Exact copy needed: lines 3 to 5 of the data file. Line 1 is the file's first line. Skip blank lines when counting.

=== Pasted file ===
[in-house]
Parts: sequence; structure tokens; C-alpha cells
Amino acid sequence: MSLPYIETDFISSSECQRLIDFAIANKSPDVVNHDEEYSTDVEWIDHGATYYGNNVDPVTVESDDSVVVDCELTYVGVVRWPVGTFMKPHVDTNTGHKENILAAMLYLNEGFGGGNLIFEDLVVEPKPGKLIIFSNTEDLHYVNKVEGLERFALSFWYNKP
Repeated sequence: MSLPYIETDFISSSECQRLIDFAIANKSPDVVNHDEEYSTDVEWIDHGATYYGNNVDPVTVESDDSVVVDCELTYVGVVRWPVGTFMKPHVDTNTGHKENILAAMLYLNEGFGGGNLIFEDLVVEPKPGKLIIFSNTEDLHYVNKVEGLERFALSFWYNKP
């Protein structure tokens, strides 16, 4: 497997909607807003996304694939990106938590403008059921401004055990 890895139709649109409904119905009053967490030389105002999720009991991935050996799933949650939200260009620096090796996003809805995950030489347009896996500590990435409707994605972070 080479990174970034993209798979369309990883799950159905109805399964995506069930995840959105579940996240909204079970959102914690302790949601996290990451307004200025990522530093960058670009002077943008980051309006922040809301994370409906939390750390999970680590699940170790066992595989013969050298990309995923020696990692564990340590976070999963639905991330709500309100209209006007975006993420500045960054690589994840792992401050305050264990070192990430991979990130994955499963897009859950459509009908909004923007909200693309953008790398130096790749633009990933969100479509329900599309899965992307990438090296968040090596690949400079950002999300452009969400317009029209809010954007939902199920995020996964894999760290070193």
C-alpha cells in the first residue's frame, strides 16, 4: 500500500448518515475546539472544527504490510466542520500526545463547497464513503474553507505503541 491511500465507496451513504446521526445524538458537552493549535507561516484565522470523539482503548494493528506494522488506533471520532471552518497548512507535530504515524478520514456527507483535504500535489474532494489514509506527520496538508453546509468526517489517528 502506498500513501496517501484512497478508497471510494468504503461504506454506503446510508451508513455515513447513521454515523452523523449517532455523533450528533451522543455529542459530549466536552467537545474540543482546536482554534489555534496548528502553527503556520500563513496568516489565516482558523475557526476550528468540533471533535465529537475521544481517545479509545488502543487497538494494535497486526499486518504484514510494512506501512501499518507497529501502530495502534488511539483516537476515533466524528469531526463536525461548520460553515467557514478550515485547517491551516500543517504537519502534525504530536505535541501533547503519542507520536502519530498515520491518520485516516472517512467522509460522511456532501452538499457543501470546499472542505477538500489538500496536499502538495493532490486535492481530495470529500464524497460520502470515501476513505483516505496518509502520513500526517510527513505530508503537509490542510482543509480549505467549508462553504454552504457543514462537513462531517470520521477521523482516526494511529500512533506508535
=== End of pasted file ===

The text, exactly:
Amino acid sequence: MSLPYIETDFISSSECQRLIDFAIANKSPDVVNHDEEYSTDVEWIDHGATYYGNNVDPVTVESDDSVVVDCELTYVGVVRWPVGTFMKPHVDTNTGHKENILAAMLYLNEGFGGGNLIFEDLVVEPKPGKLIIFSNTEDLHYVNKVEGLERFALSFWYNKP
Repeated sequence: MSLPYIETDFISSSECQRLIDFAIANKSPDVVNHDEEYSTDVEWIDHGATYYGNNVDPVTVESDDSVVVDCELTYVGVVRWPVGTFMKPHVDTNTGHKENILAAMLYLNEGFGGGNLIFEDLVVEPKPGKLIIFSNTEDLHYVNKVEGLERFALSFWYNKP
């Protein structure tokens, strides 16, 4: 497997909607807003996304694939990106938590403008059921401004055990 890895139709649109409904119905009053967490030389105002999720009991991935050996799933949650939200260009620096090796996003809805995950030489347009896996500590990435409707994605972070 080479990174970034993209798979369309990883799950159905109805399964995506069930995840959105579940996240909204079970959102914690302790949601996290990451307004200025990522530093960058670009002077943008980051309006922040809301994370409906939390750390999970680590699940170790066992595989013969050298990309995923020696990692564990340590976070999963639905991330709500309100209209006007975006993420500045960054690589994840792992401050305050264990070192990430991979990130994955499963897009859950459509009908909004923007909200693309953008790398130096790749633009990933969100479509329900599309899965992307990438090296968040090596690949400079950002999300452009969400317009029209809010954007939902199920995020996964894999760290070193």